When I casually picked up a copy of Lois P. Frankel’s book Nice Girls Still Don’t Get the Corner Office – Unconscious Mistakes Women Make that Sabotage their Careers, I had no idea just how much it would resonate with me and impact the way I think and act at work. In this book, Frankel lists 133 mistakes that women make in the workplace, complete with a case study and a set of coaching tips for each one.
Being a young woman who’s quite ‘nice’ at work (read: forgiving, modest, a “yes” person, avoids confrontation), I found that I have definitely been guilty in past of making some of the mistakes discussed in the book, and today, I wanted to highlight seven that stood out to me, because I think they are important messages for professional women everywhere.
1.) Mistake #43: Thinking like an employee.
If you show up at work, do your job and collect your paycheck, you’re thinking like an employee. That might seem like a good thing, but your boss doesn't want you to be an employee; your boss wants you to be a partner in the process of moving the company forward. The problem for many women – and I'm sure many of us can totally relate to this one – is that they tend to feel too overwhelmed with everything they have to get done at work, to carve out time to think more broadly and strategically. Frankel recommends following industry trends, asking your boss for assignments that provide you with opportunities to expand your skillset, and continually asking yourself, “What are we not doing currently that if we started doing now would fundamentally change how we did business?” Then, find ways to introduce changes.
2.) Mistake #54: Reluctance to negotiate
We learn when we are little girls not to toot our own horns, not to talk about money, and to let others take the lead. So rather than asking for a raise or a promotion, we work away hard and quietly and hope that someone will notice and give us the rewards we deserve. We don’t like to advocate on our own behalf – it doesn’t feel right to brag. There is also the issue that a lot of women confuse negotiation with confrontation. We are expected to be too “nice” to negotiate. But it doesn’t have to be that way! Negotiation is a learnable skill. Be clear about what you want, do your research to see what others in your field or at your company are making, anticipate pushback and know what to do when that happens, and importantly, consistently deliver excellence so you have leverage when asking for what you want.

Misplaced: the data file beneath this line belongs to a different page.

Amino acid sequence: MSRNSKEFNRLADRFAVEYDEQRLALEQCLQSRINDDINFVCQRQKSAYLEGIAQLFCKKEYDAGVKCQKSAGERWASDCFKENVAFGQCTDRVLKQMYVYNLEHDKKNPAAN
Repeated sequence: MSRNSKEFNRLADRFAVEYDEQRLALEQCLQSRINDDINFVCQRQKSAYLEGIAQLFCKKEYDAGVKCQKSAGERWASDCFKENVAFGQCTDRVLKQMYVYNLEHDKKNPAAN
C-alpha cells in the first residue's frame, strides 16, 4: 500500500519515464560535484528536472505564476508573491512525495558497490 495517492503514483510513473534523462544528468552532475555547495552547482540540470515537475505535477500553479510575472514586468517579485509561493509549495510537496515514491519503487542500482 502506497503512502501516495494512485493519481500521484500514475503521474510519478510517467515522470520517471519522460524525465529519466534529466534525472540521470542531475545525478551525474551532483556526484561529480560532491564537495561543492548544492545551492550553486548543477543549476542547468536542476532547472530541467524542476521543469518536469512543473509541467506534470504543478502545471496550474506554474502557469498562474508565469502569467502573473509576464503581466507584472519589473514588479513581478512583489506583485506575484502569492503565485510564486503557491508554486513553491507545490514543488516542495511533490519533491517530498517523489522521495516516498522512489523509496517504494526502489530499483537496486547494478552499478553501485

Frankel points readers to the book Getting to Yes: Negotiating Agreement Without Giving In by Roger Fisher and William Ury for a “win-win” approach to help women feel more comfortable when negotiations are taking place with colleagues and clients.
3.) Mistake #27: Not asking questions for fear of sounding stupid
How many times have we been told, “There are no stupid questions”? Apparently not enough, because we always seem to fall back to the old adage, “It’s better to keep your mouth shut and look like a fool than to open it and confirm it.” If the question you want to ask applies only to you, consider asking it offline – but if it's something that could help others, the number one rule is: if you don’t understand, ask. It’s far better than going off in the wrong direction. Trust your instincts – if it doesn’t seem clear, it’s probably not. Also remember that if anyone makes you feel stupid for asking a question, it’s their problem, not yours.
4.) Mistake #52: Putting work ahead of your personal life
Don’t make work your life. Having activities and people outside work that are important to you helps keep you positive and productive. It’s a big, dirty lie that you have to give up your life to have a successful career!
5.) Mistake #13: Avoiding office politics.
Frankel tells us that like it or not, office politics is just how things get done in professional organizations. If you’re not involved in office politics, you’re not playing the game – and if you’re not playing the game, you can’t possibly win. One of the coaching tips at the end of this section is to approach political situations as you would any negotiation: take time to find out what the other person needs, what you have to offer, and figure out how you can facilitate a win-win situation.
6.) Mistake #118: Believing that others know more than you.
Women often underestimate how much they know and put more stock in a stranger’s opinion than their own. From doctors to car salesmen, we think others know better. But everyone is human and not even the experts are always right, and trusting everybody but yourself can actually end up damaging your reputation.
This has happened to me before when I’ve received information from a subject matter expert, felt like something didn’t look/sound quite right, but I went with it anyways – because they’re the expert, not me – and it came back to bite me. I wish I’d trusted my own instincts and now I take the time to consider what’s been suggested, and politely question the source if need be.
7.) Mistake #63: Minimizing your work or position.
Too often, women make their job sound a lot smaller than it is: “Oh, I just manage a legal office” or “I’m only an administrative assistant.” You may not be the CEO, but each and every position is critical to keeping a company running. Remove these minimizing words from the description of your work, and don’t allow others to place a value on the work you do – only you can do that. Describe your job with passion and pride!